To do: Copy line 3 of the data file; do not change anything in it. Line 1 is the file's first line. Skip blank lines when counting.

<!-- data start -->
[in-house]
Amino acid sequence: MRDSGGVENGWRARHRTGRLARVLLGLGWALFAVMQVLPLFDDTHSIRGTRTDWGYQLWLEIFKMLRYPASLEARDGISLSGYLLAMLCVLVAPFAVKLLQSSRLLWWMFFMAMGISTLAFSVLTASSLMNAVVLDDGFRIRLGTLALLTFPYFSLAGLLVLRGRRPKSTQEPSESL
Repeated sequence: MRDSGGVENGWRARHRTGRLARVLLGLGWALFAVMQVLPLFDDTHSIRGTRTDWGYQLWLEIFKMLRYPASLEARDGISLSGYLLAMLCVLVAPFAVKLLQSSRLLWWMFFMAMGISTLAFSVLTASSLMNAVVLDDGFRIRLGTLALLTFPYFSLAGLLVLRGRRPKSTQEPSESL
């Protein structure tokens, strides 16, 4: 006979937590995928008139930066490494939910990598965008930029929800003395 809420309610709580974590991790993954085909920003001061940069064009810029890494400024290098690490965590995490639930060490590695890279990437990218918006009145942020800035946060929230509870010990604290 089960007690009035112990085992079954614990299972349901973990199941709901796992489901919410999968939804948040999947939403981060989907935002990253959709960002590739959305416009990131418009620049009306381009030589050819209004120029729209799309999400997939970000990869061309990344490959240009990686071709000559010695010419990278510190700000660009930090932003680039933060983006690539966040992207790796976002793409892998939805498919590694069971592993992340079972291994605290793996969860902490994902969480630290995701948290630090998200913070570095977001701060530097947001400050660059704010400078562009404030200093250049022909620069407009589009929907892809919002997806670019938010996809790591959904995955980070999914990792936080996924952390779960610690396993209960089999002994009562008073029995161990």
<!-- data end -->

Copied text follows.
Repeated sequence: MRDSGGVENGWRARHRTGRLARVLLGLGWALFAVMQVLPLFDDTHSIRGTRTDWGYQLWLEIFKMLRYPASLEARDGISLSGYLLAMLCVLVAPFAVKLLQSSRLLWWMFFMAMGISTLAFSVLTASSLMNAVVLDDGFRIRLGTLALLTFPYFSLAGLLVLRGRRPKSTQEPSESL